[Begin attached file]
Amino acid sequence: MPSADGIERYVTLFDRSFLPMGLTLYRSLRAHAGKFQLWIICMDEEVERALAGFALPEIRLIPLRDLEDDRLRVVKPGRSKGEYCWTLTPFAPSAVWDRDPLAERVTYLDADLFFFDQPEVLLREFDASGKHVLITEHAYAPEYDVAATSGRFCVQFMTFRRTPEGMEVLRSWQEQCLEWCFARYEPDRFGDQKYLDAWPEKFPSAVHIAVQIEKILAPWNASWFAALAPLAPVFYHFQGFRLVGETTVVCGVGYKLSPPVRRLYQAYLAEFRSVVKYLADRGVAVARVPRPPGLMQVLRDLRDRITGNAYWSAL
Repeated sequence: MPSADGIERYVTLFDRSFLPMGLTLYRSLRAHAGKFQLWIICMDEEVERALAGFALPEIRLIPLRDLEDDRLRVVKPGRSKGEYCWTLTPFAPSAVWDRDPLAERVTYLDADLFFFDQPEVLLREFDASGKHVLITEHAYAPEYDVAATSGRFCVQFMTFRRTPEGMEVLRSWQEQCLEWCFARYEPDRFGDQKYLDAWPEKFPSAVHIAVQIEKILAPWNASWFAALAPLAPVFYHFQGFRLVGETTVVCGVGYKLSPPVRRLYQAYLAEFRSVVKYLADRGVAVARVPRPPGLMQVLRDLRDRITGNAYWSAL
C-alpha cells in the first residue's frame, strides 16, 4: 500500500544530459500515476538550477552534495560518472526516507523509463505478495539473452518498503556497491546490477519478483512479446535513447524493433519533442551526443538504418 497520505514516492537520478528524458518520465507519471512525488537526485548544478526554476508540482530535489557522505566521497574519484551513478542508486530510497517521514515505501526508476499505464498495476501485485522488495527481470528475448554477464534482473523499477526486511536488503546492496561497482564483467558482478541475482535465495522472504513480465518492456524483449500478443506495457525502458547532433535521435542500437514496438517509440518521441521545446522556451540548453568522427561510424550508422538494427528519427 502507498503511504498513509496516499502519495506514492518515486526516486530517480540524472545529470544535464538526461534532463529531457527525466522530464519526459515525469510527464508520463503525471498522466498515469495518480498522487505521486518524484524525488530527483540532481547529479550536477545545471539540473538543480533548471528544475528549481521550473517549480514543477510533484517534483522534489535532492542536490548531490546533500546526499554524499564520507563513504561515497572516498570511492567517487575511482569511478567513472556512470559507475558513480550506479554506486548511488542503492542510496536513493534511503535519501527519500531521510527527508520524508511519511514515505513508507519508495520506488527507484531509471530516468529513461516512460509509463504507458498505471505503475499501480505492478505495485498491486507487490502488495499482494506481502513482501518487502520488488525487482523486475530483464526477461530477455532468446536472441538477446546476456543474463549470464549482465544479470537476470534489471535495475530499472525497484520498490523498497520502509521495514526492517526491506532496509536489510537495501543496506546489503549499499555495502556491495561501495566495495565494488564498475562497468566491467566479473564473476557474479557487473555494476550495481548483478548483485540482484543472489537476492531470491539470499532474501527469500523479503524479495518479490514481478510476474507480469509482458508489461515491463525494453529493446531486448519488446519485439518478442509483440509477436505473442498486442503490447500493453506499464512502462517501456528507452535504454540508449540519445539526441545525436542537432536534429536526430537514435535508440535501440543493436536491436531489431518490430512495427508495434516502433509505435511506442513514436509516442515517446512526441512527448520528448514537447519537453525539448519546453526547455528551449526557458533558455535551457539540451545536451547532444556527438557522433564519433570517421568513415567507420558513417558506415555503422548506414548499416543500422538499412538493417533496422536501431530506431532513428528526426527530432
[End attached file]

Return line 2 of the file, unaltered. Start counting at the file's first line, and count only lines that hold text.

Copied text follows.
Repeated sequence: MPSADGIERYVTLFDRSFLPMGLTLYRSLRAHAGKFQLWIICMDEEVERALAGFALPEIRLIPLRDLEDDRLRVVKPGRSKGEYCWTLTPFAPSAVWDRDPLAERVTYLDADLFFFDQPEVLLREFDASGKHVLITEHAYAPEYDVAATSGRFCVQFMTFRRTPEGMEVLRSWQEQCLEWCFARYEPDRFGDQKYLDAWPEKFPSAVHIAVQIEKILAPWNASWFAALAPLAPVFYHFQGFRLVGETTVVCGVGYKLSPPVRRLYQAYLAEFRSVVKYLADRGVAVARVPRPPGLMQVLRDLRDRITGNAYWSAL